GMAT or GRE: Which One Should You Take?

November 3, 2018

There's been a lot of news lately around the number of business schools that now accept the GRE in lieu of the GMAT for admissions. Traditionally, the GMAT was the sole exam that allowed you entrance into MBA programs across the globe. But now, students have more options and can opt instead to take the GRE, which may or may not suit some strengths and weaknesses better.

Harvard, Wharton, Stanford, MIT and Columbia are just a handful of top programs that permit GRE test scores instead of its GMAT counterpart. But what are the differences between these two exams? Are they basically the same test or are there major variations that would cause a student to seriously consider one over the other? After all, there are significant differences in the SAT vs. ACT when it comes to undergraduate admissions, as well as the TOEFL vs. IELTS. Is it possible these two tests are one in the same and you can decide which one to prep for with the flip of a coin?

Take a look at a breakdown of some of the major similarities and differences between the GRE and GMAT and how it affects your choice on which exam to take.

Purpose and Format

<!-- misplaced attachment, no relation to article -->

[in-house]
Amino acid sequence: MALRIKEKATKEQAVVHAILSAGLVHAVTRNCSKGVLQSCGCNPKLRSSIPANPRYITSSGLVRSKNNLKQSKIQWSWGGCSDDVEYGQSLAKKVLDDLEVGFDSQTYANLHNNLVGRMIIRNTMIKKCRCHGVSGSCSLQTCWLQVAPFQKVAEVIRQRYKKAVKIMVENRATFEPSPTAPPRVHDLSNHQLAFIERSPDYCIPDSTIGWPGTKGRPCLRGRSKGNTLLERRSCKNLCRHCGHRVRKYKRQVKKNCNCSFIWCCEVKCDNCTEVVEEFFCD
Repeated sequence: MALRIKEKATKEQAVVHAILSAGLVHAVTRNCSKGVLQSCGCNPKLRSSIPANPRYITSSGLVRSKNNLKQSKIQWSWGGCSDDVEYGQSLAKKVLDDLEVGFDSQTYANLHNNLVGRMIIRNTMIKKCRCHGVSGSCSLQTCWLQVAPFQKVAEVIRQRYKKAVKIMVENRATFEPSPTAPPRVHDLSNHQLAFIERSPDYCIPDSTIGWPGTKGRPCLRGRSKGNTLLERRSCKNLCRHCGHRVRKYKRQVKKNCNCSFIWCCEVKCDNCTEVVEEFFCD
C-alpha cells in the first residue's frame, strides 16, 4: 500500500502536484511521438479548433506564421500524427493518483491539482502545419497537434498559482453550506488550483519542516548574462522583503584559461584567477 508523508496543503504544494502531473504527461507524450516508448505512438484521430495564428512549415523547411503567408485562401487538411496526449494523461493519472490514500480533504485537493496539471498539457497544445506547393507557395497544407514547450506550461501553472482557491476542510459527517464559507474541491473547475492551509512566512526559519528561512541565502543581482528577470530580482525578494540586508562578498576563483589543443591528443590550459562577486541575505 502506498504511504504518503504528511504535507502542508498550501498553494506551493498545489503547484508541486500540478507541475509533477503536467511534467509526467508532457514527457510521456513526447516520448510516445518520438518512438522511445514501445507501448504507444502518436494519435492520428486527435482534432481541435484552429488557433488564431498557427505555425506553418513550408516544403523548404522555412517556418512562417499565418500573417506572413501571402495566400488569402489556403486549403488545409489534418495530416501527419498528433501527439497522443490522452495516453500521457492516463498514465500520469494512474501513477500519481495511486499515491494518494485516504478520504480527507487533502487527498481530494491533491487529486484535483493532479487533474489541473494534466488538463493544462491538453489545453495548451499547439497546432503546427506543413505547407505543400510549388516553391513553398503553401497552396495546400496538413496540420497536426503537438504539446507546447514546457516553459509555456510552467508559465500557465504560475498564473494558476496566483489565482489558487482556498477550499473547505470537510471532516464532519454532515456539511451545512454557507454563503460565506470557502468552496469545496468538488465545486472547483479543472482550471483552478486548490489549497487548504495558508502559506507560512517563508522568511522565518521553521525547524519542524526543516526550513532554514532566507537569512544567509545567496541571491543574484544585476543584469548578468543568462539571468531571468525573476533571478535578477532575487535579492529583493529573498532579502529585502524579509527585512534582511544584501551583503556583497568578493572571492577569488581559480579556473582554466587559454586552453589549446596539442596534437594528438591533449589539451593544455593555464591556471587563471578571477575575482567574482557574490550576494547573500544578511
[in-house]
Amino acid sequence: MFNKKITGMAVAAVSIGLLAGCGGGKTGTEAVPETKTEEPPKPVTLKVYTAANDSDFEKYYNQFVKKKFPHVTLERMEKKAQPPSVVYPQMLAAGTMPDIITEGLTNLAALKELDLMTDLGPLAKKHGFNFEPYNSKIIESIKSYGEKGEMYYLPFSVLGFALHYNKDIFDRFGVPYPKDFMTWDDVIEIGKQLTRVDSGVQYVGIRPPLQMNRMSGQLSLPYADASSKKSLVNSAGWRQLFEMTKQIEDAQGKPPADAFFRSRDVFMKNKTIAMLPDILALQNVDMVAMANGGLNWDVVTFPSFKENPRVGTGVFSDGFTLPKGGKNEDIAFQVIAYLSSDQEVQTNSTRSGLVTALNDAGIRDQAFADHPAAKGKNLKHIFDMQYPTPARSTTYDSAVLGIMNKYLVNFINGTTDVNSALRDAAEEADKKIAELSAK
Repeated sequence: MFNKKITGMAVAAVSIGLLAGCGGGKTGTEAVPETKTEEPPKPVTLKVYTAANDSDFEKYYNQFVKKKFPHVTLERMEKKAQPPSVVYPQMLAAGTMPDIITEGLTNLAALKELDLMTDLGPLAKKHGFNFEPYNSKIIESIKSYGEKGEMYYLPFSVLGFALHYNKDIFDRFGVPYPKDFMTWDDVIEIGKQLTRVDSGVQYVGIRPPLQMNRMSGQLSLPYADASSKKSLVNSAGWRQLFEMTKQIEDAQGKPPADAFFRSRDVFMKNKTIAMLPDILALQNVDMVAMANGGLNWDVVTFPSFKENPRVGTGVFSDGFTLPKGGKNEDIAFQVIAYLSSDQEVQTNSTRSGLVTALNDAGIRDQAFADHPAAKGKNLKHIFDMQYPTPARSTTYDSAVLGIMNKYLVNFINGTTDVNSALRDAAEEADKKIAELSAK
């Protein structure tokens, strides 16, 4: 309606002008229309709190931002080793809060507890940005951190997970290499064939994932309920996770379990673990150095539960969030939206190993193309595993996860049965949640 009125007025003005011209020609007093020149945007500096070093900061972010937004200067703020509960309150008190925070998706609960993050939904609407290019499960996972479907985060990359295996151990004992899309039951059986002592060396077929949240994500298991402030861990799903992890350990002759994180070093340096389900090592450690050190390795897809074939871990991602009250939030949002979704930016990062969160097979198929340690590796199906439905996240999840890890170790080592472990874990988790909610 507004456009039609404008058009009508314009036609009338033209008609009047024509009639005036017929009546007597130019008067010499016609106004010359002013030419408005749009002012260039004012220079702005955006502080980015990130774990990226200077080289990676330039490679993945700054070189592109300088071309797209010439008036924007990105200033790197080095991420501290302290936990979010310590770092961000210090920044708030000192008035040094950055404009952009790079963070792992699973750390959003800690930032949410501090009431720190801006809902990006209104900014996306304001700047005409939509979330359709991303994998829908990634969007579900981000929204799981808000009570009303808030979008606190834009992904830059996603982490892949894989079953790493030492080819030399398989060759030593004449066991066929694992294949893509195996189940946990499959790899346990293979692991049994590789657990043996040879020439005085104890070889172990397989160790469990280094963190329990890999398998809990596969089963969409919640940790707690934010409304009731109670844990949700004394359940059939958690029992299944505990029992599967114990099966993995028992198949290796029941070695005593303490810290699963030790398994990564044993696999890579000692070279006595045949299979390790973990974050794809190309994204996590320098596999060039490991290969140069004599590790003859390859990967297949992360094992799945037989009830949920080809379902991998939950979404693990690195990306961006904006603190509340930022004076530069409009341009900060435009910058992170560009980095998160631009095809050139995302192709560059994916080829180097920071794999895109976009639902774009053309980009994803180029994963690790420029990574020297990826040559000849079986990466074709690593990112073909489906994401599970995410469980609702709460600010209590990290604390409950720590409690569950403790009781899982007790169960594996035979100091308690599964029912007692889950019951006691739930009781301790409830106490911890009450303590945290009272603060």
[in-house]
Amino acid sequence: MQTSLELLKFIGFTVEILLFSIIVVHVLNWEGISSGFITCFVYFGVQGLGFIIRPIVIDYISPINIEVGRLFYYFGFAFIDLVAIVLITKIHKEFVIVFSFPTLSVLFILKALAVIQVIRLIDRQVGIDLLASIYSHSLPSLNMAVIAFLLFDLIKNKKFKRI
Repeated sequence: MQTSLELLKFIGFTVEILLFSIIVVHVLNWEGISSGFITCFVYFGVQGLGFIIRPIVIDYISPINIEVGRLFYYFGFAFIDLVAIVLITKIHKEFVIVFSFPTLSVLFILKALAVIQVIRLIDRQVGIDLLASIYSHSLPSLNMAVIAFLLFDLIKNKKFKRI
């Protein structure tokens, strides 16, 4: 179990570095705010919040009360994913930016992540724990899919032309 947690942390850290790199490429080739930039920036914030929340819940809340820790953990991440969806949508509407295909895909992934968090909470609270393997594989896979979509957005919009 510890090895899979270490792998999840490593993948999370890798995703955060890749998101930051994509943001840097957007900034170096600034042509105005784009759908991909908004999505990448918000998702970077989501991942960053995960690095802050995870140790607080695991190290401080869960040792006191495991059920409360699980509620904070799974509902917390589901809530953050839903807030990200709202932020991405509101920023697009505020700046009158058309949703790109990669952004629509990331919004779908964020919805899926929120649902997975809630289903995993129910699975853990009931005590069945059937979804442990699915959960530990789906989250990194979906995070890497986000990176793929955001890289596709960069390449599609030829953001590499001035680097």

Below are some basic differences between the GMAT and GRE that are charted out:

TopicsGREGMAT
Test-Takers Annually559,000251,000
Who Takes It?Business School & MBA StudentsMBA Students
Who Accepts It?Over 1300 universitiesOver 7,000 business programs at 2300 universities
Cost$160$250
Computer or Paper-Based?Paper-based three times per year; mostly computer-basedComputer-based only
Tested VerbalSentence Equivalence, Reading Comprehension, Critical Reasoning, Text CompletionSentence Correction, Reading Comprehension, Critical Reasoning
Tested MathArithmetic, Algebra, Geometry, Data Interpretation, Word ProblemsArithmetic, Algebra, Geometry, Data Interpretation, Word Problems
Calculator PolicyCalculator permittedCalculator not permitted

Purpose and Format

As previously stated, the GMAT is known as the test to take for business schools, whereas the GRE has been more closely associated with graduate programs; however, the GRE is becoming more common for business schools. Both are offered on computers and question or section-adaptive, meaning the questions get harder or easier, depending on your performance.

In terms of duration, the GMAT is 3.5 hours on a computer, whereas the GRE is 3.75. If taken on paper, however, the GRE ties with the GMAT at 3.5. The GRE consists of one 60-minute analytical writing section with two essays, while the analytical writing section on the GMAT runs at about 30 minutes with only one essay. On the GRE, there are two 30-minute verbal reasoning sections and two 35-minute quantitative reasoning sections, along with a 30-35 minute experimental section that could be either math or verbal.